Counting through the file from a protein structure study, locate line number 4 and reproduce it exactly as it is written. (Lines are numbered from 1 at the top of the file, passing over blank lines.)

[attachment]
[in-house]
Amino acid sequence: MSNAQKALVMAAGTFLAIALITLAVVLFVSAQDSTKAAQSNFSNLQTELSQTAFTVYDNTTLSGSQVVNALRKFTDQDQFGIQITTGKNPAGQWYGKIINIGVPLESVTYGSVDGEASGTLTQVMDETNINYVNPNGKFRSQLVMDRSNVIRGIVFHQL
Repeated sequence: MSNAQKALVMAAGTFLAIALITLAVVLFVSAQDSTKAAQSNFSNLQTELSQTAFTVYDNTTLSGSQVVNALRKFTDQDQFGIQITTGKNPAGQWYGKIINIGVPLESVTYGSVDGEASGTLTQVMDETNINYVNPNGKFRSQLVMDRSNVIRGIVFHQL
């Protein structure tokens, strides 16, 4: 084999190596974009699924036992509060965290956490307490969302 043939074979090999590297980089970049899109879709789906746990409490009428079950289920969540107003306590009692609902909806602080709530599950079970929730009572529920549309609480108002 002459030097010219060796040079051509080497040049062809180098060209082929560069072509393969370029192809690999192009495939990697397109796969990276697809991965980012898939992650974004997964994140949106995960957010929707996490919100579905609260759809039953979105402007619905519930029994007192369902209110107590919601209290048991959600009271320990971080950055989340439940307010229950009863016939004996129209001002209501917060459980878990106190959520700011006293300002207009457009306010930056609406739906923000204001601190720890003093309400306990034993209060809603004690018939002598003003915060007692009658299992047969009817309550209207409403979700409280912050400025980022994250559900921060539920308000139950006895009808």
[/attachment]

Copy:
């Protein structure tokens, strides 16, 4: 084999190596974009699924036992509060965290956490307490969302 043939074979090999590297980089970049899109879709789906746990409490009428079950289920969540107003306590009692609902909806602080709530599950079970929730009572529920549309609480108002 002459030097010219060796040079051509080497040049062809180098060209082929560069072509393969370029192809690999192009495939990697397109796969990276697809991965980012898939992650974004997964994140949106995960957010929707996490919100579905609260759809039953979105402007619905519930029994007192369902209110107590919601209290048991959600009271320990971080950055989340439940307010229950009863016939004996129209001002209501917060459980878990106190959520700011006293300002207009457009306010930056609406739906923000204001601190720890003093309400306990034993209060809603004690018939002598003003915060007692009658299992047969009817309550209207409403979700409280912050400025980022994250559900921060539920308000139950006895009808």